Dynastic prime ministers aside, Sri Lanka is a tough place for women. Men will literally masturbate next to you on the bus and other passengers will say you were asking for it. Any night at a club is an invitation to get groped, and any walk down the street makes you a streetwalker. As law and order breaks down further in Colombo, nights out are even more unsafe for women. They are less in numbers, surrounded by men both sullen and wild. There are also more men with guns on the street, more attention to women as suicide bombers and generally higher stakes to the casual sexism of yore.
There is a tourist map produced by Lanka Map Publishers which states that ‘lightly dressed up women, walking round the city or touching men in a friendly manner, are not considered to be people.’ A sad typo perhaps, but in many ways true. Women walking around alone are subject to any number of hoots and ‘ah nangis’. They are treated not as people, but as sex objects who are presumably open for any invitation. Even if a woman is accompanied by a man, he is asked if she is his wife (at checkpoints), as if being single and out were impossible. In the subcontinent this behavior is sometimes taken for granted, but in a country where average law and order is rapidly declining this is a more worrying trend.
If you’re looking around the city for lightly dressed women, touching men in a friendly manner, Colombo nightlife is the place to go. The government in power has successively clamped down on alcohol, music and all the elements of conventional nightlife. However, at the same time the members, sons, and lackies of that government are avid patrons of the same nightlife. This leads to a dangerous situation where Colombo’s social life is simultaneously blamed and victimized by the powers that be. Minister’s sons aside, the general repression in the country (speech, travel, music) coupled with deep economic woes leads to a bunch of frustrated men, on the town.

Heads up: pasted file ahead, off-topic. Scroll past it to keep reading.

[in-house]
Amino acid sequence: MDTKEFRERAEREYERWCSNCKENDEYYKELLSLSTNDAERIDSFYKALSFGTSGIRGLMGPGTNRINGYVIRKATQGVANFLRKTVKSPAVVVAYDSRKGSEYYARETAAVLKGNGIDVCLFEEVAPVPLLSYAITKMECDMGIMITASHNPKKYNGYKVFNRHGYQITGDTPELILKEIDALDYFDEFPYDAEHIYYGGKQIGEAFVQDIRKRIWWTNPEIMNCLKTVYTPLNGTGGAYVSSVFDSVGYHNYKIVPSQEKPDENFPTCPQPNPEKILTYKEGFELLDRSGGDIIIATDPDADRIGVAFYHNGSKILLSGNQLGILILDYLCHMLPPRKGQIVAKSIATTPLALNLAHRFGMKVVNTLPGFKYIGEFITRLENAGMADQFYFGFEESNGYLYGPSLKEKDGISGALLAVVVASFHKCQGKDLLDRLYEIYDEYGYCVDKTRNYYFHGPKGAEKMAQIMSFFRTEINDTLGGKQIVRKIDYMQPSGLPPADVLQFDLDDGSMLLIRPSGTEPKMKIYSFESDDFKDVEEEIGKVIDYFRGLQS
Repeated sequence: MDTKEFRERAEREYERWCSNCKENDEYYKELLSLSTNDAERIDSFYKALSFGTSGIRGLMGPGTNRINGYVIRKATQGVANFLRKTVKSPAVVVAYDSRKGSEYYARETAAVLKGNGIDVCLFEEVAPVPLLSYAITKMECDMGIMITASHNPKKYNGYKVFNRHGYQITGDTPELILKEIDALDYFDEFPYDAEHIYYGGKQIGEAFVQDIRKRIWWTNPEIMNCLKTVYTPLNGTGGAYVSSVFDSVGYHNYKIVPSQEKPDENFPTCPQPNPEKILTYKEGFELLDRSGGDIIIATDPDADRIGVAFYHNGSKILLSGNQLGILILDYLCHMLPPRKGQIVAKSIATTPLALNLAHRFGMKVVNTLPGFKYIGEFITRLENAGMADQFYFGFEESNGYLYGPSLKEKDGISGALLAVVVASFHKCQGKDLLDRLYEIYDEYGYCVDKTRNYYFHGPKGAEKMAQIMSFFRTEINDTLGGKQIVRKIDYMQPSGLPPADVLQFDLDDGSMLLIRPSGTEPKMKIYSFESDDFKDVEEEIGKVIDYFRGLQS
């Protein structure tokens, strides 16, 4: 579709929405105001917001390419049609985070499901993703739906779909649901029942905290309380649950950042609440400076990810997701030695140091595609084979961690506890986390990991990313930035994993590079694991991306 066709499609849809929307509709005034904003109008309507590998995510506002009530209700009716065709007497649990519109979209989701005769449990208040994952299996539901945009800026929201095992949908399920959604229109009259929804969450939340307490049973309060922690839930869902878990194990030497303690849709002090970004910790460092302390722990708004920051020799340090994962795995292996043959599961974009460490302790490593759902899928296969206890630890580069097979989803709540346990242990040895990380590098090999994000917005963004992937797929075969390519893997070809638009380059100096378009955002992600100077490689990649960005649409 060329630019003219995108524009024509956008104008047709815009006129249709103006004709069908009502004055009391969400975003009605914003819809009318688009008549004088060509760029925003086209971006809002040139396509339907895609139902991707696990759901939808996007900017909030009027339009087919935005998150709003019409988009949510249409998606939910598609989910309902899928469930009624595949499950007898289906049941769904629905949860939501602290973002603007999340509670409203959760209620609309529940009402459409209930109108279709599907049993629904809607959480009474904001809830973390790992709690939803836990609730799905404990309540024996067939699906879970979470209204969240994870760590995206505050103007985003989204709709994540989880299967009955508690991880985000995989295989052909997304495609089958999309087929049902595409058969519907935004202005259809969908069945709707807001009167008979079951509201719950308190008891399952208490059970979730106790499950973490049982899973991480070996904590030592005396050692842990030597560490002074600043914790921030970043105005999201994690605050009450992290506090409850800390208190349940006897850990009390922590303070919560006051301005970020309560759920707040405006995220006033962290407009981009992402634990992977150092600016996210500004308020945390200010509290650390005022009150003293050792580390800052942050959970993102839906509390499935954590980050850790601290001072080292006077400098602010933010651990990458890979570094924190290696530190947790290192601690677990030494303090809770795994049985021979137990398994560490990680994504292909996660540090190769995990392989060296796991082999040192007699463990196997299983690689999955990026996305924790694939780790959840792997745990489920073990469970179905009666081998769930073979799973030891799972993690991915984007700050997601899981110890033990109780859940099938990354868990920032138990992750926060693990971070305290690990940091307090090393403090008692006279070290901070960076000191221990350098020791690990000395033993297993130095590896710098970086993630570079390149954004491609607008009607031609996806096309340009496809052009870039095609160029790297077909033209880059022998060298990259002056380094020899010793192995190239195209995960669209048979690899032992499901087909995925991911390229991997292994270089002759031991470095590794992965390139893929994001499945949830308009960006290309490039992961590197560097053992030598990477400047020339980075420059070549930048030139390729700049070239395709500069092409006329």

The trouble is that going out in Colombo (or its suburbs like Hikkaduwa) now feels a bit more dangerous than it did before. At times it feels like packs of apes, each with an internal hierarchy, but with no clearly defined relations to the other packs. So each group of men tries to protect their women from the ominous males that hover, question, and occasionally grope. And then there are fights, dangerous sparks when there is often ministerial firepower around. But all of these interactions are male dominated, resting on a foundation of violence. It doesn’t feel like civilization. Feels like law of the jungle.
On a cultural level, Sri Lanka is still slow to accept that women can exist outside of their roles as daughters or wives. That is, that women have protection under law, not under men. So it is still unwise for women to travel in without male escort at night. It is still constantly irritating and degrading for them to walk around at any time of day. And, more and more, these inconveniences are tinged with danger as the culture in general gets more violent and terrorized. Couple this with the growing class division into those above the law and those below the heel and you have a bad scene all around, especially for women. Sri Lanka has never been especially welcome to the freedoms of women, but as civil society is burnt on the pyre of ‘national security’ what few freedoms there were are also disappearing. The combination of hopelessness and lawlessness is a dangerous one for all aspects of society, but we should keep an eye on what’s happening to half our population.